Norah O'Donnell Skips Wisconsin Governor's Motives for Budget Cuts
In the midst of outcry that Wisconsin teachers were skipping school to
protest the governor's new budget bill and demand collective bargaining
rights, NBC's Norah O'Donnell on Friday provided the teachers' motives as an
argument for their side. She failed, however, to mention why Wisconsin Gov. Walker
cut into their benefits in the first place.
Covering the story on MSNBC's "Andrea Mitchell Reports," O'Donnell remarked that "I know there are some that think this is a travesty for the schoolchildren of that state." She added, however, "But these teachers are talking about their pensions, and they're worried about having to pay more for their health care costs, right?"
The explosive debate has featured voices from the left and right crying
about the compensation Wisconsin public employees receive and what they
pay in, compared with that of private sector workers. The conservative
Heritage Foundation explains that Wisconsin's budget was already in the
red, and that state employees enjoy generous benefits that many other
Wisconsin public employees enjoy generous pensions and pay only six percent on their health care premiums, Heritage notes, benefits which in the long-run were to prove unsustainable for the state to pay out. So Gov. Walker cut the budget to avoid raising taxes or firing 6,000 employees.
O'Donnell was sympathetic with the teachers without fully reporting on the opposing viewpoint - why their benefits were cut in the first place. She did ask Wisconsin State Journal reporter Clay Barbour about the budget cuts. "How much would that save the state?" she asked, without wondering if the cuts needed to be made whether they were small or not.
A transcript of the segment, which aired on February 18 at 1:02 p.m. EST, is as follows:
NORAH O'DONNELL: ...at least 16 districts closed today due to lack of staff. This morning the Washington [sic] State Journal ran an editorial saying "[Schoolteachers] shouldn't walk out on their students and community. Their absence is hurting their cause."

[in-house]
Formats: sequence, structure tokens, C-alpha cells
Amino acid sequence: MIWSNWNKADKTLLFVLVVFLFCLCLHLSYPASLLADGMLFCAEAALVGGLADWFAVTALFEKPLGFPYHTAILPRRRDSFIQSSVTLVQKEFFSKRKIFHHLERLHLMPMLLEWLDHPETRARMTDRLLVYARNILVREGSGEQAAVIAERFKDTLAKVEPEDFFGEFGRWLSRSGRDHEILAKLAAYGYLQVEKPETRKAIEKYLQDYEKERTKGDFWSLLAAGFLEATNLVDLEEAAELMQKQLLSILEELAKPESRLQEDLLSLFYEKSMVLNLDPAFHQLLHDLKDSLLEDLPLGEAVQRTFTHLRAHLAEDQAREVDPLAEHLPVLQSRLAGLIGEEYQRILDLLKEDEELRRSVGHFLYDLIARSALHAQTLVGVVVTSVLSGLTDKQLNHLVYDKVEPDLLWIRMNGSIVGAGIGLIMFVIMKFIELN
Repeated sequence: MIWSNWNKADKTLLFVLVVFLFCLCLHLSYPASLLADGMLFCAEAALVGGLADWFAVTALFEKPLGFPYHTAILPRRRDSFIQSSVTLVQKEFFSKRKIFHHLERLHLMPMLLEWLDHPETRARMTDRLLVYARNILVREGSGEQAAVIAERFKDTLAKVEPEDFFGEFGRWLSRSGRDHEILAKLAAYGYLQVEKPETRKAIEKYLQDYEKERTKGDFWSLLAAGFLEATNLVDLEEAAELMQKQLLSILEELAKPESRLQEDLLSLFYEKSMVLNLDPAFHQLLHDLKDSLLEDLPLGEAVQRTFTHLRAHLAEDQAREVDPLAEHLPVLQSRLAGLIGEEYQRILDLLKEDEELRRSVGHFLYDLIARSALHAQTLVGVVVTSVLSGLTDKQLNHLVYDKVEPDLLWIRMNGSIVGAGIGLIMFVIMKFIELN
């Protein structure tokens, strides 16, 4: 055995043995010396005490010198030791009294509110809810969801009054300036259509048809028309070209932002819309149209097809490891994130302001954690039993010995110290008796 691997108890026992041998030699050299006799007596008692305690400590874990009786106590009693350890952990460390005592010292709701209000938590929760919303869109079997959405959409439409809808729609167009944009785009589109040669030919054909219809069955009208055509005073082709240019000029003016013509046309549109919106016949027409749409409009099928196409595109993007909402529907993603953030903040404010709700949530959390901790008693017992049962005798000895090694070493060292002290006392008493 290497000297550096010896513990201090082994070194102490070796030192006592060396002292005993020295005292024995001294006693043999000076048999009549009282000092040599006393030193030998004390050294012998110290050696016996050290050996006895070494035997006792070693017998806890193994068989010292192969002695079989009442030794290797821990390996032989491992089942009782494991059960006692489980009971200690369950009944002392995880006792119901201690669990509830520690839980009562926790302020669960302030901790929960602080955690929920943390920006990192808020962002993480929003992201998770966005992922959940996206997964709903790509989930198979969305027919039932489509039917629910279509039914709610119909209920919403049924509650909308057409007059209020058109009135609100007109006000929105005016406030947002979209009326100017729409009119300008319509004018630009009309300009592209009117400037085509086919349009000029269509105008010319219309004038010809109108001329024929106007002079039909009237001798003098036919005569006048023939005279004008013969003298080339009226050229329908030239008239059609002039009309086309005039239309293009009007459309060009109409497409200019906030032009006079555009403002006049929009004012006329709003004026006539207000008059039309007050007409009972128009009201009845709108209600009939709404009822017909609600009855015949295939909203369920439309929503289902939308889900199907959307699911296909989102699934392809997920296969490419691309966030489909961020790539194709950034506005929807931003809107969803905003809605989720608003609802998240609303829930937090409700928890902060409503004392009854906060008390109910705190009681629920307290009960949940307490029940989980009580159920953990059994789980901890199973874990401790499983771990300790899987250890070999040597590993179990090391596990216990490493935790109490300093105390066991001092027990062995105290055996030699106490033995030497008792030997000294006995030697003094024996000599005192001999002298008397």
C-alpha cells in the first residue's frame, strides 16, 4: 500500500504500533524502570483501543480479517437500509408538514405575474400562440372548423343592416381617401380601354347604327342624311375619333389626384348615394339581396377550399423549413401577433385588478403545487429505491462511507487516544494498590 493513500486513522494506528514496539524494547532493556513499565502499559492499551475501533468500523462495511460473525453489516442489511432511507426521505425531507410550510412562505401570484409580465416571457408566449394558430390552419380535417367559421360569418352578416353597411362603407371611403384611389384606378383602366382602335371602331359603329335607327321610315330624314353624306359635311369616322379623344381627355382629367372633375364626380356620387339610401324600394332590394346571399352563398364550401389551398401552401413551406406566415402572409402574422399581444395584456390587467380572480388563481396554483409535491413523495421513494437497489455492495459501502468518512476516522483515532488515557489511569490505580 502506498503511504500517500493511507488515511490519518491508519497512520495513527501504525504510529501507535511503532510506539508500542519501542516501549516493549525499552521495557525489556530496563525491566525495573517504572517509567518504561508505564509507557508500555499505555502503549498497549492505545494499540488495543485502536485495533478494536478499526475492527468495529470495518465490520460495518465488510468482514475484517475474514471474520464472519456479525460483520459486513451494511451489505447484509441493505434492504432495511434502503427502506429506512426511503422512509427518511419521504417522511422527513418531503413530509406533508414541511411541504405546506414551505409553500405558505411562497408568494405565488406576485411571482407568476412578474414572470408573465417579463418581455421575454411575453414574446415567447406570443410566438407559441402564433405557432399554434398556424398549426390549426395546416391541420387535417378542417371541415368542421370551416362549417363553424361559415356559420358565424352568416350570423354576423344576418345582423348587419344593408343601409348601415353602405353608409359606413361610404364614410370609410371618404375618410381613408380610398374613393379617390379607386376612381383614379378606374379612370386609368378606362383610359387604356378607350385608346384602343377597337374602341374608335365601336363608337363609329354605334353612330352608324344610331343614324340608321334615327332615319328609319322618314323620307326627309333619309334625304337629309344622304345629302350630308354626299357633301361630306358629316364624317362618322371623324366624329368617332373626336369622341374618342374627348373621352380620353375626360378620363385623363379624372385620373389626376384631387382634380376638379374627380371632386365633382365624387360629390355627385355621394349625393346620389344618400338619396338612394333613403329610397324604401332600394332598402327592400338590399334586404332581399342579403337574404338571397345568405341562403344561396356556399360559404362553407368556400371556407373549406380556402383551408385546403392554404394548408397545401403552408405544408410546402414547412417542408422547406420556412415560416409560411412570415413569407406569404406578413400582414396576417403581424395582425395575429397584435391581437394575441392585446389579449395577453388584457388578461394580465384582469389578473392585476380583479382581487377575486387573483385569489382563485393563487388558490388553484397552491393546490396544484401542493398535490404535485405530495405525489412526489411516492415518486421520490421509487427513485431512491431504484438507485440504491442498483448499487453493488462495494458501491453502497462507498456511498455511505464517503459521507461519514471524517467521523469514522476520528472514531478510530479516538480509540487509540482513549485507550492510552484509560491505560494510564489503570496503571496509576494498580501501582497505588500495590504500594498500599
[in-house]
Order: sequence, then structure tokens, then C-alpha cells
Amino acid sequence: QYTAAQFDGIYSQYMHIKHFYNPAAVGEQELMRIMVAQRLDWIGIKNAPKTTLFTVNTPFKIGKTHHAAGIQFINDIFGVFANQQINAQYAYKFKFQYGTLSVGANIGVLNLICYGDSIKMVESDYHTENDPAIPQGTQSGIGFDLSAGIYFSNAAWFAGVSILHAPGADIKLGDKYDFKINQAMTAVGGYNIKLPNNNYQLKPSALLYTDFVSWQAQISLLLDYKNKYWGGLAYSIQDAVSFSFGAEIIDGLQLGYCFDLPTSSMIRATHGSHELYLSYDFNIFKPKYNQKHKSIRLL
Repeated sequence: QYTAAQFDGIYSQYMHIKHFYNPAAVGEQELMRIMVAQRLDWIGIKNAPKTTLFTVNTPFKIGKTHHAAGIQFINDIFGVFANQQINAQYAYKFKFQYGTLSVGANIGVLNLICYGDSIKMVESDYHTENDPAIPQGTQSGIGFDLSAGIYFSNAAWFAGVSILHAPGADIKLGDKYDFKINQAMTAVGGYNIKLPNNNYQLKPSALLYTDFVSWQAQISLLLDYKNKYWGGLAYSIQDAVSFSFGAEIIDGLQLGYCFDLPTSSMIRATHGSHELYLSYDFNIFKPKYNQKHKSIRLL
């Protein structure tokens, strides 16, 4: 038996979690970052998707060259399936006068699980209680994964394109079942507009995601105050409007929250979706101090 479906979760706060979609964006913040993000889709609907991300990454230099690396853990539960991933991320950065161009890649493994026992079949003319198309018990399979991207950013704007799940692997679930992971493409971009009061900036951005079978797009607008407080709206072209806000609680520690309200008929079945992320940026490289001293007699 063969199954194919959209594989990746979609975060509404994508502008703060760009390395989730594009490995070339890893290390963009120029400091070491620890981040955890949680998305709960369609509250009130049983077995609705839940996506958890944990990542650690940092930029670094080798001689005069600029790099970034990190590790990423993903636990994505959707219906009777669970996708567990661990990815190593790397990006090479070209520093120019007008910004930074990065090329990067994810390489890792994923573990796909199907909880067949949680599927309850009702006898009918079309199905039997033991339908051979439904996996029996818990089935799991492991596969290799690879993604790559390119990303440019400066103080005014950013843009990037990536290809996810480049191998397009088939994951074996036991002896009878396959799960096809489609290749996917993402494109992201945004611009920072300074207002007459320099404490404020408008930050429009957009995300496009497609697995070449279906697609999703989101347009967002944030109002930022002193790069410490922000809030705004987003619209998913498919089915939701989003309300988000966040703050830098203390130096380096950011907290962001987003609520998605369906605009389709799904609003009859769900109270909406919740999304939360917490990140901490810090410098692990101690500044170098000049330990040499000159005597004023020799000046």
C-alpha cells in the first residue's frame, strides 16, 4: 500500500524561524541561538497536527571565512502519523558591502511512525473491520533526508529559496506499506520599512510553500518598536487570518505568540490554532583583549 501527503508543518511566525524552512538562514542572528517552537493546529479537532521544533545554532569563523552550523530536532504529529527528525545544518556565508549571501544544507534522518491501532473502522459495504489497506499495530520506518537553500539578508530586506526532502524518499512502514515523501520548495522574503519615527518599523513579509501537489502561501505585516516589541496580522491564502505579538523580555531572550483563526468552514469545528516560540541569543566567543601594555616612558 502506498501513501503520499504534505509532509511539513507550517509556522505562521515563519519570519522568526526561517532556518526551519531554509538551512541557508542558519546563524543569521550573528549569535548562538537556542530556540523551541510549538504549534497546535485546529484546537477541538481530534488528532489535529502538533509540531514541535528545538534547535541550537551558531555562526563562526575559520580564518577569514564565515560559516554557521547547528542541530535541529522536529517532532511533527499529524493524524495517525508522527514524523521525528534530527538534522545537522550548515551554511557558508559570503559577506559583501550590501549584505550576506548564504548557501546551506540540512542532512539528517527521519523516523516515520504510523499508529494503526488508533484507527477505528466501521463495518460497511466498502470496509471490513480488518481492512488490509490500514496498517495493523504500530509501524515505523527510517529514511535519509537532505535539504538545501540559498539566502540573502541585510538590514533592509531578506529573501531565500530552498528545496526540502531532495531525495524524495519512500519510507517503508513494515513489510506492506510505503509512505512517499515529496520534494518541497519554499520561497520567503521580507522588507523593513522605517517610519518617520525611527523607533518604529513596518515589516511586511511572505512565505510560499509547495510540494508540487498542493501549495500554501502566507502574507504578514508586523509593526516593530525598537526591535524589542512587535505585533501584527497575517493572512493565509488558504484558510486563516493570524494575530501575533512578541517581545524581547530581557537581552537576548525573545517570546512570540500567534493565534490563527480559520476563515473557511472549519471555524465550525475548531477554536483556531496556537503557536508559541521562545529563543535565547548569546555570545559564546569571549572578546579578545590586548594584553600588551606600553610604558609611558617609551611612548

Clay Barbour is the state government reporter for the Wisconsin State Journal, and joins us now. Clay, good to see you, and I know that there are some that think this is a travesty for the schoolchildren of that state. But these teachers are talking about their pensions, and they're worried about having to pay more for their health care costs, right?
CLAY BARBOUR: Yes, yes. They're struggling with this issue right now. It really does come down to their right to collectively bargain, for most of these teachers. But -
O'DONNELL: And Clay, how much....given what the Republican governor wants to do, how much would that save the state? Is he saying that it's crucial in terms of the budget there in that state?
BARBOUR: It's unclear right now. I mean, the governor says he needs to save about $137 million just for this particular budget, not going forward. But the problem is, there's different ways to parse those numbers. The Democrats say that actually he's exaggerated the numbers.
O'DONNELL: Yeah, so what's your sense of that? You're the reporter out there. I know there's this Democratic state senator Jon Erpenbach who said today it's not about the money, that this is really about the unions' bargaining rights, and that this is just the Republican governor taking advantage of a budget situation and trying to break the unions with this. What is it about?
BARBOUR: Yeah, it's - I definitely think you could say that it's more about weakening the unions in this state. The governor has put several pieces of legislation into this budget repair bill to specifically weaken the unions. So - so I don't think there's any disagreement there. But as you can tell from the crowds and from the unions that are bringing - they're bringing people in from out of state to fight this. They sort of feel like this is the firewall, they've got to fight it here or they're going to be fighting it in Ohio and New York, New Jersey, Tennessee, Michigan - so it really does come down to collective bargaining for most of these people.
- Matt Hadro is a Media Research Center News Analysis division intern.